But if merchants were suddenly saving all that money from debit card interchange fees, surely they passed those savings on to the consumers. According to a study by the Richmond Federal Reserve in conjunction with Javelin Strategy and Research, a “sizable” portion of merchants actually raised prices. While 77% kept prices the same, 22% raised their prices. Only 1% of merchants passed on savings to customers.

So rather than benefiting customers, the average American actually suffered as prices did not go down—and some merchants even instituted debit card restrictions like minimum purchase amounts—as well as losing debit card benefits and suffering more punitive checking account fees and requirements.

Credit card rewards could be next

If the Durbin Amendment’s intended effect was negligible at best to consumers, and damaging at worst, why then attempt to regulate credit card interchange? It could be said that lessons learned from the 2010 change (and a similar situation in Australia in 2003) were that price controls are difficult to get right. And maybe it’s for that reason the Credit Card Competition Act is looking not to influence interchange fees directly, but to bring American Express and Discover usage more in line with Mastercard and Visa, and in so doing, slow or reverse rate creep.

Theoretically, if American Express and Discover know their networks will be used more at the merchant’s discretion, they might lower their rates below Visa and Mastercard’s rates to drive up their network’s usage. Visa and Mastercard could respond in kind. In that way, merchants are saving money.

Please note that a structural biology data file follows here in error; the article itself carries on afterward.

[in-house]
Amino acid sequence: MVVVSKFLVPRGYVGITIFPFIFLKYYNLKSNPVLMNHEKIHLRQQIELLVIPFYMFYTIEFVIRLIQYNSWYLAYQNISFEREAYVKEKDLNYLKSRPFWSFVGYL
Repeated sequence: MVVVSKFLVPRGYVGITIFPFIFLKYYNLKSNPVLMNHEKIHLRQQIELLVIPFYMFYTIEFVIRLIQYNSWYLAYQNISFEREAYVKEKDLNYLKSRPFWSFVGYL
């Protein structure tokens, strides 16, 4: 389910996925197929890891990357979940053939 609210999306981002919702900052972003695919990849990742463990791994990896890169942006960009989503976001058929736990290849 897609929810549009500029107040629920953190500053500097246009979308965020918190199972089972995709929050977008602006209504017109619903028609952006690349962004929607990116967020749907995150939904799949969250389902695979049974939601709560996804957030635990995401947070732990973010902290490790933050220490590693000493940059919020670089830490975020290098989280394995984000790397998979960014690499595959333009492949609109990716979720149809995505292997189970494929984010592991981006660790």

But that brings us right back to what the merchants do with those slightly higher margins and what credit card networks and issuers do to compensate for the reduced revenue. Supporters of the bill say merchants might reinvest those savings into better services, more staff, greater product selection, and lower prices. But all of that is contingent on the merchant—they can choose to pass savings on to consumers or they can choose to pocket the higher margins for themselves.

Issuers and card payment networks would most likely have to adjust their strategies though. A big concern for consumers is that issuers will cut back on rewards programs and airline loyalty programs. Or they will offset the costs of these programs with higher annual fees or interest rates.

Though it might not mark the end for credit card rewards, it would likely mean scaled-back programs or fewer credit cards that include rewards with no annual fee.

Whatever Washington decides, I hope you have enjoyed learning about interchange, how it works, and how it might change.

Author

  • Esteban Camargo

    As a supervising editor of CUSO Magazine, Esteban reviews and edits submissions, assists in the development of the publishing calendar, and performs his own research and writing. His experience provides CUSO Mag with a seasoned writer and content curator, able to provide valuable input to contributors, correspondents, and freelance journalists. Esteban has worked at CU*Answers since 2008 and currently serves as the CUSO's content marketing manager.